Nov 13, 2019 | By Alice Gividen
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Oct 09, 2014
Gap CEO Glenn Murphy is to retire next February after seven years, to be replaced by its current digital leader Art Peck. News of the management shakeup came as the apparel retail giant also reported poor same-store sales in September and said weak sales in its signature brand were expected to hurt margins in Q3. The combined news sent its shares tumbling 7.4% to $38.80 in after-hours trading Wednesday.
Art Peck, 59, is currently president of its Growth, Innovation and Digital division and will take overall charge from February 1. He was the head of Gap’s North America operations in 2011 and 2012. Murphy and Peck have worked side-by-side for the brand since the latter joined in 2005.
Murphy, 52, said he made the decision to retire, because he could not commit to lead the company for the next several years. Murphy said he had no immediate employment plans… “I’m young and I will probably work somewhere again,” he said.
Under Murphy’s tenture, Gap has seen its market value almost triple while its earnings have more than doubled in that period.
“Today, Gap Inc is a formidable global fashion retailer with a strong foundation in place for long-term growth, therefore making this an appropriate inflection point for me to pass the baton to a leader who will take our portfolio of brands to even greater heights,” Murphy said. “With consumer expectations rapidly evolving, Art is the right leader at the right time to build on our success and ensure a compelling experience for our customers across both our physical and digital channels.”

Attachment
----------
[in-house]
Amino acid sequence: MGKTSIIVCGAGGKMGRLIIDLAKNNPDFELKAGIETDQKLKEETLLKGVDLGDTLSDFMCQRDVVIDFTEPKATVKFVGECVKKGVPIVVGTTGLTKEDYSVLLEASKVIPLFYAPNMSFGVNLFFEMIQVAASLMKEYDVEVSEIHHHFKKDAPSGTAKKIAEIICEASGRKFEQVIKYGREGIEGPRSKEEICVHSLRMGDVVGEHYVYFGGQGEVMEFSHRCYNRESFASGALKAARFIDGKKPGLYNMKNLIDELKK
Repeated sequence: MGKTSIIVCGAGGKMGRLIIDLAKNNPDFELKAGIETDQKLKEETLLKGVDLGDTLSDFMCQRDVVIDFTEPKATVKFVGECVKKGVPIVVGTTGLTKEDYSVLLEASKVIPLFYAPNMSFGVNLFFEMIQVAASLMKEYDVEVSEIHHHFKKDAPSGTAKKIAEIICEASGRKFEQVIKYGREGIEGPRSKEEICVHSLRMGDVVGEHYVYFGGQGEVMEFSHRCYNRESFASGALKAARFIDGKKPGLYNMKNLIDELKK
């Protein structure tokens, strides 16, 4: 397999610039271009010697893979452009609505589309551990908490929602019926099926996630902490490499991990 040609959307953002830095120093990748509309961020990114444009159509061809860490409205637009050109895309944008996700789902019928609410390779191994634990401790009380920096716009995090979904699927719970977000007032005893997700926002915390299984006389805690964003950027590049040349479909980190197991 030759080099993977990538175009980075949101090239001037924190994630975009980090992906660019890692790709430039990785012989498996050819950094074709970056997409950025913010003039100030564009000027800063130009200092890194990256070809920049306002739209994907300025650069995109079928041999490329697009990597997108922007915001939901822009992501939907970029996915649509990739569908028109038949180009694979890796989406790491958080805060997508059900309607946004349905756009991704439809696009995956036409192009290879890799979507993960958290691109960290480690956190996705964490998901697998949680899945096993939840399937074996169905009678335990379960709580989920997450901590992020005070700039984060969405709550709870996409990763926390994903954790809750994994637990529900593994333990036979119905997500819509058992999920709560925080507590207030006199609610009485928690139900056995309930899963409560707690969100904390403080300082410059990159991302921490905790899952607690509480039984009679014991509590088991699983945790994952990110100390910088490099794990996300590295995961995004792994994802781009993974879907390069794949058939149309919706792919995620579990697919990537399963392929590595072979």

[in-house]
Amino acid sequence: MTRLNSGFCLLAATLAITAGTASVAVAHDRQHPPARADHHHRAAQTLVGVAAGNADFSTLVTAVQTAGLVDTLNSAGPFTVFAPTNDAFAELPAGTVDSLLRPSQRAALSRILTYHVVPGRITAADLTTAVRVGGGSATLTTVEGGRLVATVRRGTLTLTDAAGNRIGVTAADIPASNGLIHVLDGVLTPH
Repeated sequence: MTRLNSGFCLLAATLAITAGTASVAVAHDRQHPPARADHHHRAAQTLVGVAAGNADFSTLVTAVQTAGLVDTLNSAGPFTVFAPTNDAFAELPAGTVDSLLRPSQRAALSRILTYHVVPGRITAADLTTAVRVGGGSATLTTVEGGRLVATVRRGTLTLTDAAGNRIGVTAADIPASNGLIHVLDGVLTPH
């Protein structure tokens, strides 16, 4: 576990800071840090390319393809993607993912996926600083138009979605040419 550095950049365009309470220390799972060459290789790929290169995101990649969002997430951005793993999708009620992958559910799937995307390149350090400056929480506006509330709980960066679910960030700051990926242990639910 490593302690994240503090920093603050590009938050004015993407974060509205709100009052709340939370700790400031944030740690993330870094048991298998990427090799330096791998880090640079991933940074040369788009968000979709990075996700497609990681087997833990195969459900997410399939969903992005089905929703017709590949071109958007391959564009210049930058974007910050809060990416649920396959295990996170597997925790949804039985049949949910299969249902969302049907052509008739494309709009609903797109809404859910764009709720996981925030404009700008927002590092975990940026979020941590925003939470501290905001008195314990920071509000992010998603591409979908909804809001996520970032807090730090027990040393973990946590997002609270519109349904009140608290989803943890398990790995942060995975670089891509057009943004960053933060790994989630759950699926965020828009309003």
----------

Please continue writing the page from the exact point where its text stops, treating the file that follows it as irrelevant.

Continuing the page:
Bobby Martin, lead independent director for Gap’s board, said of Peck: “We are pleased to have an internal leader with Art’s proven track record and management capabilities to chart the path for the company to further compete, win and grow.
“Art has created substantial value for the company over the past decade, and the Board is confident he will further increase long-term returns for our shareholders. The Murphy era at Gap Inc will be long remembered for successful global expansion, strategic investments in key growth areas, and the consistent shareholder returns that our management team delivered.”
As part of the transition, Bob Fisher, who has a 35-year history with the company founded by his parents, will become non-executive chairman, also effective February 1.
Meanwhile Gap reported sales for September rose just 1% to $1.48bn, which the retailer described as “disappointing”. Comp sales for the month unexpectedly fell 3% at its signature stores, on top of a 3% dip a year ago. Banana Republic Global comps rose 2% versus a 5% decline a year ago, while Old Navy Global comp sales rose 1% versus a 2% dip last year.
“September proved to be more challenging than we expected,” said Murphy. “While Old Navy and Banana Republic are performing well, we are working aggressively to ensure our entire portfolio of brands delivers to its potential.”
For the three months ended August 2, the company’s profit rose to $332m from $303m, as sales rose 3% to $3.98bn. Same-store sales at its Old Navy chain increased 4% during the period, and were flat at Banana Republic.
But growth at the core Gap brand – where sales fell 5% – has stalled after recording strong gains last year on demand for coloured jeans and other trends.
Comp sales at the Gap brand, which accounts for around 40% of total revenues, have been running negatively since May.
The company noted that it expects gross margins for Q3 are expected to be moderately below the prior year “driven by underperformance at Gap brand”.
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